Avian Influenza H5N1 Virus (Bird Flu)
Avian influenza viruses usually infect birds, but rare cases of human infection with these viruses have been reported. Humans that get avian influenza usually have come in direct contact with infected birds, birds that have died from avian influenza, or bird droppings from infected birds. "Bird flu" typically refers to an influenza A virus type called H5N1.
There are two types of influenza A H5N1: highly pathogenic and low pathogenic. The H5N1 strain commonly called "bird flu" is the highly pathogenic type. This virus strain typically infects wild waterfowl, such as ducks. Birds infected with highly pathogenic H5N1 virus can experience very mild to very severe symptoms, including death. Rarely, do domestic birds, such as chickens, also get infected with "bird flu" H5N1. In poultry, it causes severe illness and death. In rare instances, the "bird flu" virus can be transmitted to humans primarily through direct exposure to infected birds or the environment where the infected birds live. When people get infected with "bird flu" virus, it can cause severe illness and death. Currently, avian influenza H5N1 does not pass easily between people. For more information about “bird flu” in humans, please visit the CDC website.
It is important to remember that HPAI is primarily a production and economic concern for our poultry industry. It is safe to consume properly handled and cooked poultry products, including meat and eggs.
Current US Situation as of November 30, 2022
There is ongoing surveillance throughout the US and the world to look for "bird flu" in migratory waterfowl. In the US, the US Department of Agriculture, the US Department of the Interior, and the US Department of Health and Human Services work together on this surveillance. The highly pathogenic avian influenza H5N1 strain has been identified in the United States. More information on surveillance and positive results in both domestic and wild birds can be found on the USDA website.
The Arkansas Department of Health works closely with other state partners, including the Arkansas Department of Agriculture and the Arkansas Game and Fish Commission, on all animal and human-related public health concerns.
- Arkansas Department of Agriculture information on Avian Influenza
- University of Arkansas Cooperative Extension Service information on Avian Influenza
- CDC information on Avian Influenza (Bird Flu)
- USDA APHIS information on Avian Influenza
- Arkansas Game and Fish Commission information on Avian Influenza
- Poultry owners should monitor their flocks and report any possible symptoms to the Arkansas Department of Agriculture at 501-823-1746. For wild birds, please use the Arkansas Game and Fish Commission online tool to report sick or dead birds.
- Arkansas Department of Health Avian Influenza Prevention Measures and Post-Exposure Monitoring Instructions
What is avian influenza (bird flu)?
Avian influenza, also called bird flu, is caused by a virus that infects birds such as chickens, turkeys, geese, pigeons, and pheasants. The virus is found in an infected bird’s poop as well as fluids from the bird’s eyes, nose, or mouth.
Bird flu doesn’t usually infect people, however, there are a few ways you can get infected. A person can be infected with bird flu if they:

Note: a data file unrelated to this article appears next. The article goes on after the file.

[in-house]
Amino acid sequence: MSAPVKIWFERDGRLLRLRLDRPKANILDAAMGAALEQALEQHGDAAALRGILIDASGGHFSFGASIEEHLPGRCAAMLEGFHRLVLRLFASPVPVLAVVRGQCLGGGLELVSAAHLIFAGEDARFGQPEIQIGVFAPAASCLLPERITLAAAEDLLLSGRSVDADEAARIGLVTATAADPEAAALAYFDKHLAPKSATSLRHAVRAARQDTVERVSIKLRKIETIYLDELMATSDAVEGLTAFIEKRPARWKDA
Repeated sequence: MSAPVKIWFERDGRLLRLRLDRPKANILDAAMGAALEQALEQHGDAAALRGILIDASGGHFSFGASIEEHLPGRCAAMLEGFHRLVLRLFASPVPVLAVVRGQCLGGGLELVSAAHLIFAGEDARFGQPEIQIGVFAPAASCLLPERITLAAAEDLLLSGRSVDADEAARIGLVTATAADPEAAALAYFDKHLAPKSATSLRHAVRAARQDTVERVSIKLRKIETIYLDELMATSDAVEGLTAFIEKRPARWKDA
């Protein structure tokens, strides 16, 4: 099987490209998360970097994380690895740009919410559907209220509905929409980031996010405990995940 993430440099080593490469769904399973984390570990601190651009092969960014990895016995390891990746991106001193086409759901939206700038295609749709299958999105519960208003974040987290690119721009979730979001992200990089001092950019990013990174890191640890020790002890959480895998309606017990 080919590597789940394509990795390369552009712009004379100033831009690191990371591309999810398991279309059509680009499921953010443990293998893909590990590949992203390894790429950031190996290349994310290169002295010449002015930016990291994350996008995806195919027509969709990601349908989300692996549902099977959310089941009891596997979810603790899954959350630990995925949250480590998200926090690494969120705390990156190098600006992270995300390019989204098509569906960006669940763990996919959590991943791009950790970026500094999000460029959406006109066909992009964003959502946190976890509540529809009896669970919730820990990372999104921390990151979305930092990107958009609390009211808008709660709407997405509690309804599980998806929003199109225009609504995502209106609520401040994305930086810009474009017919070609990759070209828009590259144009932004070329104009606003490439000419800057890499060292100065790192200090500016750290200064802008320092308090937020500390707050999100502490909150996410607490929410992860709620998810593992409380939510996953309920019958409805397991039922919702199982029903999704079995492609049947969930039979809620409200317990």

- Touch their eyes, nose or mouth after working with infected live or dead birds.
- Touch their eyes, nose, or mouth after visiting places where infected birds have lived.
- Breathe in droplets or dust contaminated with the virus.
- Have close contact with a person already sick with the disease, though this is rare.
Symptoms of bird flu range from mild eye infections to a flu-like illness. In severe cases, bird flu can cause pneumonia and death.
Who can get bird flu?
Most humans are unlikely to get bird flu. Individuals who work with animals, such as veterinarians, farmers, animal industry experts, and wildlife professionals, or people who visit poultry farms or live-animal markets may be more likely to get infected.
What can people do to prevent bird flu?
There is no vaccine to prevent bird flu, but there are steps you can take to protect yourself.
- Avoid touching birds and visiting places where birds live
- Do not touch birds whether they are alive or dead.
- Avoid visiting live bird and poultry markets.
- Avoid Germs
- Wash your hands often with soap and water for at least 20 seconds.
- If soap and water aren’t available, clean hands with hand sanitizer containing at least 60% alcohol.
- Don’t touch your eyes, nose, or mouth. If you need to touch your face, make sure your hands are clean.
- Cover your mouth and nose with a tissue or your sleeve (not your hands) when coughing or sneezing.
- Try to avoid close contact, such as kissing, hugging or sharing eating utensils or cups with people who are sick.
If you feel sick and think you may have bird flu, particularly if you have a fever, talk to a healthcare provider and tell them about any contact with birds. Stay away from other people while are sick.
The Arkansas poultry industry maintains rigorous health and safety standards, including routine monitoring for avian influenza. It is safe to eat properly handled and cooked poultry; there is no concern of avian influenza risk in processed poultry products.
Always properly handle and cook poultry products:
- Clean: Wash hands and surfaces often.
- Separate: Separate raw meats and poultry from other foods.
- Cook: Cook all poultry to 165°F.
- Chill: Refrigerate promptly.
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